As I was reading this passage, something connected for me that I had never seen before. I can’t say for certain that it was what James had in mind when he wrote this, but considering his Jewish background, it wouldn’t surprise me if he did.
Specifically, James, in talking about the horrendous way the church had been treating the poor in the church (and showing favoritism to the rich), said this,
Speak and act as those who are to be judged by the law of freedom. (12)
That phrase, “law of freedom,” really struck me. What was James talking about? James had also talked about this same law in 1:25. In one sense, it’s the idea that God’s word brings us freedom. As we, by the power of the Spirit, start living what God has spoken in his word, we find freedom: freedom from sin, freedom from guilt, and most importantly freedom to live with joy as the children of God.
I can think of few other laws that depict that more vividly than the “law of freedom” found in the law of Jubilee in Leviticus 25, and that’s the thing I wonder if James had in the back of his mind as he wrote all this.
Because if there is one group of people who were affected by this law of Jubilee, it was the poor who were living in Israel. For many of them, because of their debts, they had sold themselves as servants to other Israelites. But God made clear that they were not to be treated as slaves, but as hired workers. And in the year of Jubilee (every 50th year), God commanded that any Israelite that had not yet paid off all his debts be released. In actuality, all such servants were to be released from their service every 7 years (Deuteronomy 15), but Jubilee was specifically set aside for this purpose as well as for one additional thing: If the poor had previously sold their property to pay their debts, that land was to be returned to them in the time of Jubilee.
In short, at Jubilee, it was a time when liberty was proclaimed for all people throughout the land (Leviticus 25:10).
All this is a picture of what God did for us. Because of what Jesus did for us on the cross, our debt of sin has been paid, and all that we had lost in the garden of Eden, a relationship with God and our inheritance as his children, has been restored to us.
And now, because of all this mercy that has been shown to us, we are to show that same mercy to the poor and hurting among our brothers and sisters in Christ. This was something the church James was writing to was not doing. And so he warned them,
For judgment is without mercy to the one who has not shown mercy. Mercy triumphs over judgment. (13)
I can’t help but think that when he wrote this, James was thinking of an incident that happened in Jeremiah’s day (see Jeremiah 34). The Israelites, when they were under siege by the Babylonians, had made an oath to God that they would release their slaves as God has commanded. For years, they had simply ignored God’s law on this point and had kept their brother and sisters as slaves in perpetuity.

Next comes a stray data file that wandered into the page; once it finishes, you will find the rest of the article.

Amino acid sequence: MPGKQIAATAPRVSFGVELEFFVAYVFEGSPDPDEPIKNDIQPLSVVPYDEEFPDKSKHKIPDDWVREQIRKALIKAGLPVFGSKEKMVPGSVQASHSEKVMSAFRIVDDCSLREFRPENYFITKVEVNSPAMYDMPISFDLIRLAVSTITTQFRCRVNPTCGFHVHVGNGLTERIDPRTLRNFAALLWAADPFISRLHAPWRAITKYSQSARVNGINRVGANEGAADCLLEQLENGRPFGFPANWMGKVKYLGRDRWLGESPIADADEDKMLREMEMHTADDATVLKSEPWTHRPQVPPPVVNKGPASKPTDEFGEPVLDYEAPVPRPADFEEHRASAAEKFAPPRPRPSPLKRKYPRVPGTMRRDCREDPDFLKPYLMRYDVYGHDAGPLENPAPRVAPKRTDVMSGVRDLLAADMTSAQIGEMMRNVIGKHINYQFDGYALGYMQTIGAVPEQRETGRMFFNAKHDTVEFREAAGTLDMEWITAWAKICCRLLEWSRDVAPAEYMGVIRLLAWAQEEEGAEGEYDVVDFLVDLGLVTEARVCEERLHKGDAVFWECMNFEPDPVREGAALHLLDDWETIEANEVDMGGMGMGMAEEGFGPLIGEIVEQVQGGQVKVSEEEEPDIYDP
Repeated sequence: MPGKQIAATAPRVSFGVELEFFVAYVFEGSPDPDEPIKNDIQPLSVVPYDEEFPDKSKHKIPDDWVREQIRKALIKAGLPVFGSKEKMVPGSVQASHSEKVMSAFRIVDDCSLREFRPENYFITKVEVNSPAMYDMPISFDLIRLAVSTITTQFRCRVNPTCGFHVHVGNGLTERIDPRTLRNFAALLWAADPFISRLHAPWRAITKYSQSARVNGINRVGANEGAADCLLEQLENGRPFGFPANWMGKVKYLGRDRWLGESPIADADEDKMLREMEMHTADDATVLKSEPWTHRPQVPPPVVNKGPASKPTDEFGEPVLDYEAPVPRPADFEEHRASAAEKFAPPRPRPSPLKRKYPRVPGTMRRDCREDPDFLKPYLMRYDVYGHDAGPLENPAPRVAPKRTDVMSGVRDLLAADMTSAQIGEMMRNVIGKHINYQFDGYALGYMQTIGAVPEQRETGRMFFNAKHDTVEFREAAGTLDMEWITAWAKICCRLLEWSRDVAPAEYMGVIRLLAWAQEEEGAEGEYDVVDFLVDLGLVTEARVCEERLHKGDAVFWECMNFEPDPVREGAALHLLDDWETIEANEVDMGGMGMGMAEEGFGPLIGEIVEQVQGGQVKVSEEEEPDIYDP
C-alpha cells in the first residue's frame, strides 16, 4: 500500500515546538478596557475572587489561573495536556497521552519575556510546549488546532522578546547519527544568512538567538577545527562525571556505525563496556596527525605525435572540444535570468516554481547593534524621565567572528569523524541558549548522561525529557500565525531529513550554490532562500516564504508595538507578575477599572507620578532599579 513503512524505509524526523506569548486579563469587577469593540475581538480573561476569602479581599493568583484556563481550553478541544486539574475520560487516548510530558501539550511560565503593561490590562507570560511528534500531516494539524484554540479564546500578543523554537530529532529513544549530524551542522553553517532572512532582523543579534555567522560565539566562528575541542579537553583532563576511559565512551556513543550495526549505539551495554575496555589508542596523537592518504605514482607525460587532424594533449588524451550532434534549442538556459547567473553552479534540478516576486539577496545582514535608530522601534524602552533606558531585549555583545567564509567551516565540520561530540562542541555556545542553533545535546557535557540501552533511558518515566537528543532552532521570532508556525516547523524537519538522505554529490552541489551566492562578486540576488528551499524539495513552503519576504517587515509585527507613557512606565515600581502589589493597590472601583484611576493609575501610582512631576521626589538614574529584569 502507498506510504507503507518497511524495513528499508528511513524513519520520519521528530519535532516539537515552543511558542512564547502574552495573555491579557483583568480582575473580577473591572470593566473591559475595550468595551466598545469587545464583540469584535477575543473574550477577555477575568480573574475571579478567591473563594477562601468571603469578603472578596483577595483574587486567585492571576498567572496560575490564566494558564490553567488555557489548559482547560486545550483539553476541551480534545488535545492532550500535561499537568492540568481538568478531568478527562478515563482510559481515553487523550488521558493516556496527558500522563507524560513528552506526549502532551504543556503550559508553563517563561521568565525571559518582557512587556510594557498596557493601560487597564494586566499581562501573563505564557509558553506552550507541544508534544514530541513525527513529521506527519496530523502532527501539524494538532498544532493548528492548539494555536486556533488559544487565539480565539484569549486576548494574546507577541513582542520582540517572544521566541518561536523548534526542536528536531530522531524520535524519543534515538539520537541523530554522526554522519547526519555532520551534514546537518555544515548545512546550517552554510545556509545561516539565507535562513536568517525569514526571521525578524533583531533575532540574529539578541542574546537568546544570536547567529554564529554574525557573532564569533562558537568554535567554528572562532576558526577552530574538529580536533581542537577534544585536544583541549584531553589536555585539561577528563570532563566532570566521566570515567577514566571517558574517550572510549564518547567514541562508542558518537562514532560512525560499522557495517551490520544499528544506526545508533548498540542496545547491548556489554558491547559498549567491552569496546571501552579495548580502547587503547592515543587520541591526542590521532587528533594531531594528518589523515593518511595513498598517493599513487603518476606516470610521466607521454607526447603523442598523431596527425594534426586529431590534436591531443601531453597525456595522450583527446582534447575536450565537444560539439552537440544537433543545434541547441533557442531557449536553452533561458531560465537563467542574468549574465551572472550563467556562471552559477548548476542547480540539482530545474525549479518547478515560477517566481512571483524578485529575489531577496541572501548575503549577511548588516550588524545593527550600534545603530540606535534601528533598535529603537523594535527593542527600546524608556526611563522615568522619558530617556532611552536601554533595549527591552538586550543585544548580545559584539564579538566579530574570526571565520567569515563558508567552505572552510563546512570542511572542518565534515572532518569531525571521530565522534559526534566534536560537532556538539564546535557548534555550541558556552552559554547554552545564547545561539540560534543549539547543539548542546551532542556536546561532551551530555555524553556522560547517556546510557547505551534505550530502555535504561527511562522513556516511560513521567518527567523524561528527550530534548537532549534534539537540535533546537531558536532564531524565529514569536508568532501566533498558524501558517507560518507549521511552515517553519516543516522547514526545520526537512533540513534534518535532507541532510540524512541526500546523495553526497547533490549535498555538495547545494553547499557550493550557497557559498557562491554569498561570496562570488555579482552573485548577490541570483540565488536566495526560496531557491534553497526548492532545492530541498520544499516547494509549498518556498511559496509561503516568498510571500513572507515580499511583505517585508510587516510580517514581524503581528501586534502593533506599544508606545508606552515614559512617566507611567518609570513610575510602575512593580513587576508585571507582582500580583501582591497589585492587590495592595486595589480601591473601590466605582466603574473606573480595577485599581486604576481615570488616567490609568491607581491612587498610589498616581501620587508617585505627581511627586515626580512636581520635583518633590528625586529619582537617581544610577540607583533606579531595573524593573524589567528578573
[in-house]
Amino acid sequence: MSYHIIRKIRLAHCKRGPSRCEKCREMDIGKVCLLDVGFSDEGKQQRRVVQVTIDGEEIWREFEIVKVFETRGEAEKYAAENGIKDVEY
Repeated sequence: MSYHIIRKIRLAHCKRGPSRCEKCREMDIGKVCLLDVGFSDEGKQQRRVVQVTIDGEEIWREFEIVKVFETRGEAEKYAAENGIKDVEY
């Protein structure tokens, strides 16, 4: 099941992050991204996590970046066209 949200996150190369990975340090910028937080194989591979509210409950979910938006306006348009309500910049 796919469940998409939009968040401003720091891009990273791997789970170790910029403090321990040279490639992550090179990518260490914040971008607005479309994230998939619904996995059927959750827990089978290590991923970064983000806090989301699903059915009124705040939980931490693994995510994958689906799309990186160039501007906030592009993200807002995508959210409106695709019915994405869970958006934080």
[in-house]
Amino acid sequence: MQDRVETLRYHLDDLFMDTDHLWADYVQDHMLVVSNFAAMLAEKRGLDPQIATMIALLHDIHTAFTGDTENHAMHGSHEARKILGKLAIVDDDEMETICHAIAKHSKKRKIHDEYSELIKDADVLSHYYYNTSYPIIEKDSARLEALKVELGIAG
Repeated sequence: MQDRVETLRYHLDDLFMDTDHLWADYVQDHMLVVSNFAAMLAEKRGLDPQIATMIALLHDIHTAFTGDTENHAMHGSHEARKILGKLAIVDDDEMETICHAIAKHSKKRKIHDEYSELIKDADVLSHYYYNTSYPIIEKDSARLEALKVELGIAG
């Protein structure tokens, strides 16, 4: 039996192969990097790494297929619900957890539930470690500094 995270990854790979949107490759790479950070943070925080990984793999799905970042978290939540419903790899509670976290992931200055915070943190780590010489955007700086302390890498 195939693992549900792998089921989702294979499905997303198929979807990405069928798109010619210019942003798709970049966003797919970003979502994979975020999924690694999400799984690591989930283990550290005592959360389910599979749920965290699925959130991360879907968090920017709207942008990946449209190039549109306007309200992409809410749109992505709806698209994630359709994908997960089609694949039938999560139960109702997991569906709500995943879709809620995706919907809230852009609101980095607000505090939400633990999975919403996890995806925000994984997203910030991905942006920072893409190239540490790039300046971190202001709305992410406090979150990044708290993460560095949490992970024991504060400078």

But when the siege was apparently lifted, they reneged on their promise and enslaved their brothers and sisters again. Therefore, God passed judgment on them for breaking their promise to show mercy.
And so James reminded them, “Hey, you have been set free by the blood of Christ. You were shown mercy. How can you then not show mercy to your brothers and sisters, and worse, take advantage of them?”
He told them,
Indeed, if you fulfill the royal law prescribed in the Scripture, Love your neighbor as yourself, you are doing well. If, however, you show favoritism, you commit sin and are convicted by the law as transgressors. (8-9)
And it is within this context that James talks about the link between faith and works. I think that perhaps a lot of the debate on what James means might be better understood if you keep the whole context in mind.
The main “work” James has in mind is the work of love.
When he says,
What good is it, my brothers and sisters, if someone claims to have faith but does not have works? Can such faith save him? (14)
In the same way faith, if it doesn’t have works, is dead by itself. (17)
substitute the word “love” for works and I think you’re pretty close to what James is saying. If we claim to have faith, but our lives are lacking in love, what does that say about our “faith”? Can true faith be absent of love for God and for others?
How about you? Does your faith display itself in love? Love not only for those who can benefit you, but for those whom many would despise?
Or does your “faith” show something different about your heart?
Do you live by the law of freedom? Do you not only live in freedom before God, but by your actions set others free?